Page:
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Fed Up Restaurant & Takeaway: more paua to you

Levering those sucker-strong suckers off the rocks is never easy

What ten bucks (US) buys: salad, fries, and tarakihi, aka jackass morwong
What ten bucks (US) buys: salad, fries, and tarakihi, aka jackass morwong

“New Season First Grade Bluff Oysters! Here we go, mate,” says Russell. “This is the one. This place is da bomb.”

We’re sitting beside a small sign: “Fed Up Restaurant & Takeaway,” here in Paraparaumu, a village on New Zealand’s North Island. (The name means “leftovers from the underground oven.”) Me, I’m here for a second week, visiting rellies.

Kia Ora, mate.”

That’s Jerry, Fed Up’s owner, greeting us as we come in dripping out of the storm that’s raging outside. And hey, this is another thing that has changed since I was last here. The Māori language is on the march. It’s not so much “gidday” any more as “Kia Ora.” People don’t talk about “family” as much as “whanau.” They call their country “Aotearoa (Land of the Long White Cloud)” as much as “New Zealand.” Jerry himself is from Guangzhou, China. And he salts his talk with Māori words, too.

My Kiwi buddy Russell attacks his Blue Cod dinner

Biggest challenge? Remembering that everybody drives on the left. Dangerous when you’re stepping out on a crossroad. And yes, my Kiwi buddy Russell has hauled me out along Paraparaumu’s Marine Parade, right in front of angry waves crashing in from Australia (we’re in mid-Winter here). Says he wants to show me some real, Kiwi, tummy-warming fish and chips.

“Above all, mate, you’ve got to taste our real paua. Abalone. From the Chatham Islands.”

He says this is prime time for seafood. Oyster  season is opening up, and nearby Antarctica is teeming with fish.

Why choose the Fed Up Cafe? It’s not just for the name. Russell says that Jerry, the guy who owns this place, has the best contacts with the fishermen out in the Chatham Islands. And everybody down here knows the Chatham Islands are what New Zealand used to be. Low on humans, high on fish. “And they have the best paua,” he says.

Boom! Clap of thunder right outside. Man. So good to be in out of that icy rain. One or two dripping people are ordering fish and chips to go. The back wall has the menu spread right along.

Owner Jerry brings “Flat White” coffee for Russell

First thing you see is “Fresh fish, battered, $4.80.” (That’s around $3 in US currency.) Jerry says that Fed Up’s fish is pulled from Chatham water, out where the South Pacific the collides with the Southern Ocean. “They’re crazy fishermen out there,” says Russell. “That’s the difference. Jerry knows them all. Wines and dines them. Gets first dibs on their fish.”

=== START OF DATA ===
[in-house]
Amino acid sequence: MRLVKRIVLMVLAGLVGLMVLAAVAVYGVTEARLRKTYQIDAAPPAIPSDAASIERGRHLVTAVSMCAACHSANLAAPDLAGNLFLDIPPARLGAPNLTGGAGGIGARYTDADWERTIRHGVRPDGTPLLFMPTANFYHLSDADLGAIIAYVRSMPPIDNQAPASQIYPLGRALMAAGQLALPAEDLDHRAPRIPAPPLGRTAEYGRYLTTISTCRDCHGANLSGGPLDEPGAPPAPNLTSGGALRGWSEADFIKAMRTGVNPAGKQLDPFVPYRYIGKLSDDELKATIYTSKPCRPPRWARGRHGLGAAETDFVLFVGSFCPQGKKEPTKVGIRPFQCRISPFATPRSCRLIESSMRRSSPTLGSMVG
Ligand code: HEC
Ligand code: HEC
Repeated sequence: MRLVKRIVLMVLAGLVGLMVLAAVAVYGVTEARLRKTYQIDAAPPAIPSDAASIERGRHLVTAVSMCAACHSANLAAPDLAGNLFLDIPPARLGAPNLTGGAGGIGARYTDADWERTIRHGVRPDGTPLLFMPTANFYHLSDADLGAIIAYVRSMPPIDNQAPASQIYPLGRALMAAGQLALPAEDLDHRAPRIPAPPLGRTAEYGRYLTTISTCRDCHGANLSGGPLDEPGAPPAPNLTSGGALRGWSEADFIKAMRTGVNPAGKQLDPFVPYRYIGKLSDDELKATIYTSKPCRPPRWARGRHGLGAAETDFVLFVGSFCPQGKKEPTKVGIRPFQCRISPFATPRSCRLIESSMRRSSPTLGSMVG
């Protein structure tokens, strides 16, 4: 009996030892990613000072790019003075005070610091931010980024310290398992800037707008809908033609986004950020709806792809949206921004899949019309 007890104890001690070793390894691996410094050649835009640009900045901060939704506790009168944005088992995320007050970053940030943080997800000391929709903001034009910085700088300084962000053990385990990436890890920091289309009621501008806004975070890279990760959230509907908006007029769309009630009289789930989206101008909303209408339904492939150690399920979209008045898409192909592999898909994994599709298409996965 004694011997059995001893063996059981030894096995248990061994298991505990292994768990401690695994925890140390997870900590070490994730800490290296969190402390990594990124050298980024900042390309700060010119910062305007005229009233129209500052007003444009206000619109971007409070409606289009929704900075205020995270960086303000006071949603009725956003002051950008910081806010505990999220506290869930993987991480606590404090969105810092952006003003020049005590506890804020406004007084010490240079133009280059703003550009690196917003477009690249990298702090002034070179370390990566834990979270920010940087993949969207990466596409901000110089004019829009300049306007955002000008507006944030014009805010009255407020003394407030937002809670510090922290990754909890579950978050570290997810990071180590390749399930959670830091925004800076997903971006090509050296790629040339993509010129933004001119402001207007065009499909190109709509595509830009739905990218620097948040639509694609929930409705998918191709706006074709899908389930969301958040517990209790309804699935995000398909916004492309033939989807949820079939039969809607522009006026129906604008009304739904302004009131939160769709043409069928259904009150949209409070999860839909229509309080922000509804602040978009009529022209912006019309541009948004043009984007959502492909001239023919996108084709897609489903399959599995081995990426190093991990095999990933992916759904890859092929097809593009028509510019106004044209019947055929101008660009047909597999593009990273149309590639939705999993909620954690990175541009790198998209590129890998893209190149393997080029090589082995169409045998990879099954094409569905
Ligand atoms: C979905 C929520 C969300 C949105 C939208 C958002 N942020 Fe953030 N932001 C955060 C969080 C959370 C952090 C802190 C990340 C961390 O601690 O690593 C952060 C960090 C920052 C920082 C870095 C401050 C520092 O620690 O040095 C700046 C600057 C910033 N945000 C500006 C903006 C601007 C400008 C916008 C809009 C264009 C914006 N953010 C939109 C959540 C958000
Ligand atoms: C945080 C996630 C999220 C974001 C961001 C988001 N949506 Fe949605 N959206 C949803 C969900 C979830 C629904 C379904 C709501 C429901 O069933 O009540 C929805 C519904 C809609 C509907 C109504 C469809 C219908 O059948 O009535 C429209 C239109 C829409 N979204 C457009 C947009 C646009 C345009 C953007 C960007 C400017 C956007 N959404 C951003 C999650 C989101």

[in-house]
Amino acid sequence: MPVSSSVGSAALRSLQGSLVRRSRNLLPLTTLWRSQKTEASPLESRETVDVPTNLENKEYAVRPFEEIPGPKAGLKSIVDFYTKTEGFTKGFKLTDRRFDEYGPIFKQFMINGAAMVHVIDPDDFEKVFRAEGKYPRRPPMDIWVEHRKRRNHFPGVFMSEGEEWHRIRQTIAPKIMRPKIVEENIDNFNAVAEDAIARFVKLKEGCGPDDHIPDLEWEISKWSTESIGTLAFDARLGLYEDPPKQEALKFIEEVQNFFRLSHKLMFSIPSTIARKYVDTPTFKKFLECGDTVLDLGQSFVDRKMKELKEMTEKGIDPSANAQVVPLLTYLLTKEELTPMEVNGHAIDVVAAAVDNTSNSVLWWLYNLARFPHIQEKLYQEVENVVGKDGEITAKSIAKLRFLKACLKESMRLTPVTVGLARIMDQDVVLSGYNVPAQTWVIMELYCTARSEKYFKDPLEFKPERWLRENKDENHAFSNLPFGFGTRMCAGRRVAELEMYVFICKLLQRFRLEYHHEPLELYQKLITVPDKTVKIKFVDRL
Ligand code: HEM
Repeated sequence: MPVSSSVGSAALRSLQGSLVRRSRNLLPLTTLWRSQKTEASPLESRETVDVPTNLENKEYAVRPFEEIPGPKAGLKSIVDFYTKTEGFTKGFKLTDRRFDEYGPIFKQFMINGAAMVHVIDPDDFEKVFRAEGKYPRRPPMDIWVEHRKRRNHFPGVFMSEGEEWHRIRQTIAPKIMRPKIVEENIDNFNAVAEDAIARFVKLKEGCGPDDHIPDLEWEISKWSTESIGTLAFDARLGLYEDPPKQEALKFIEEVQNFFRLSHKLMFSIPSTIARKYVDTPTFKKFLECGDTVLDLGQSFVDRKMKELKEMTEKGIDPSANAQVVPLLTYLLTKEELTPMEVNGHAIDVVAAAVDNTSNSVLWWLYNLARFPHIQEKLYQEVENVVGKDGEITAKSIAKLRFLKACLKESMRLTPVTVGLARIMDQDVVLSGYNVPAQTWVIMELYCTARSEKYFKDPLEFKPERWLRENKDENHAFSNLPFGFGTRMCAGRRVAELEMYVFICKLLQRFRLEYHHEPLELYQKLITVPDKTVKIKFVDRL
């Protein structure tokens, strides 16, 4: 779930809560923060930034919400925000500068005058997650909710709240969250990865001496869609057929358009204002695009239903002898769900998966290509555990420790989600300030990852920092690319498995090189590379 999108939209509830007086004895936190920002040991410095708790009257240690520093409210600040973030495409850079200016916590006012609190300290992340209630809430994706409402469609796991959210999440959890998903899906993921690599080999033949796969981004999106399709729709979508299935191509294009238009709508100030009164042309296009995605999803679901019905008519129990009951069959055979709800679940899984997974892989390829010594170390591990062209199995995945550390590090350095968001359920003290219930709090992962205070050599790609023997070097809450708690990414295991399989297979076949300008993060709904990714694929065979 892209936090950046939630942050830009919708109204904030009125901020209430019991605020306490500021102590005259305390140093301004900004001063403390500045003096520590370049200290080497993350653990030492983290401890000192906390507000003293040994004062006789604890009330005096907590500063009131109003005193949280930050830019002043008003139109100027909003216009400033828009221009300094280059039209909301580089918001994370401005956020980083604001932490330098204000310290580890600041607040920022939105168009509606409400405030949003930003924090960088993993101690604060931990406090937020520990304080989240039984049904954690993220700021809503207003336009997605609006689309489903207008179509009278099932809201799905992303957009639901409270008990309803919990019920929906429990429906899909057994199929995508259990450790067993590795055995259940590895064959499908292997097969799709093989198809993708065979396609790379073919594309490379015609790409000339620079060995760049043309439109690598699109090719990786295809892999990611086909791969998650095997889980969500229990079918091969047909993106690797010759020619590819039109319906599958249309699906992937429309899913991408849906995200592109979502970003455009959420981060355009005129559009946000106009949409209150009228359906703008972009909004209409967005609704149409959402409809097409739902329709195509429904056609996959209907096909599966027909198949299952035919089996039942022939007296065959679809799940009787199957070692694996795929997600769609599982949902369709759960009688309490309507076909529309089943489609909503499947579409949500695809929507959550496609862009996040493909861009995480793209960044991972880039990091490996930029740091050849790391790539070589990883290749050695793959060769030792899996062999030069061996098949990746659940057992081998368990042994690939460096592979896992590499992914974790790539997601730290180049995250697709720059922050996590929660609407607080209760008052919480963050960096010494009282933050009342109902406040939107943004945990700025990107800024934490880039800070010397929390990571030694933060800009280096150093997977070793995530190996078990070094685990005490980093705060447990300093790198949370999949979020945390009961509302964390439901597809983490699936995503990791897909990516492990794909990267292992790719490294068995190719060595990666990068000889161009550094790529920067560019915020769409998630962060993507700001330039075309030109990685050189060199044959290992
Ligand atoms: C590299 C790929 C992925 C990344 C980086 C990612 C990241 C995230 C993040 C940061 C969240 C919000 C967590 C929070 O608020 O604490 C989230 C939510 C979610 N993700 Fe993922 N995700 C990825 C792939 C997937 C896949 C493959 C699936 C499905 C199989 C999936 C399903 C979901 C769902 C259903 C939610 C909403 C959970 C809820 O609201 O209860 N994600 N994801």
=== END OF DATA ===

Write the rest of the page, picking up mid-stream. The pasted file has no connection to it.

Wow. It makes you think of Deadliest Catch, that 18-season reality show from up off Alaska.

So the choices are the basic fish around here, tarakihi (with the crazy official name, the jackass morwong), which is maybe the most New Zealand of fishes. Then there’s grouper (aka hapuku), and blue cod; those cost a bit more.

Says Russell, “Blue cod is my favorite, both ways: I mean, they’re actually cute fish. They get curious, if you dive round them. They’ll come up and nip your fingers. On the other hand, they are delicious to eat. Sort of salty, sweet, and really light. And it’s a fish you only find around New Zealand.”

“I have some in today,” says Jerry.

Huh. I keep scanning the menu. It’s huge, but in a way, it’s very simple: “fresh fish battered, $4.80; crumbed, $5; fresh fillet crumbed, $10.70.” Jerry says “fresh” means it’s been caught in the last few days, never frozen.

That’s it. Unless you make a meal of it and include fries (“chips”) and salad; then it shoots up to $16.50 (about $10.50 U.S.). Go for the blue cod meal and it’s a buck more. Go for the native sweet potatoes, kumera, and it’s $18.50 ($12).

The modest centerpiece of the meal: it’s US$7.50, but a meal in itself

“Bluff oysters?” Says Russell.

Oh yeah. Famous new season oysters from Bluff, the southernmost city on the New Zealand mainland. I pop out through the door just to check the chalkboard for the prices. Except the rains have washed the handwritten prices away.

“Four dollars each,” says Jerry. Wow. That’s about $2.50 in my money. But, new season and all, we have to try one battered one each.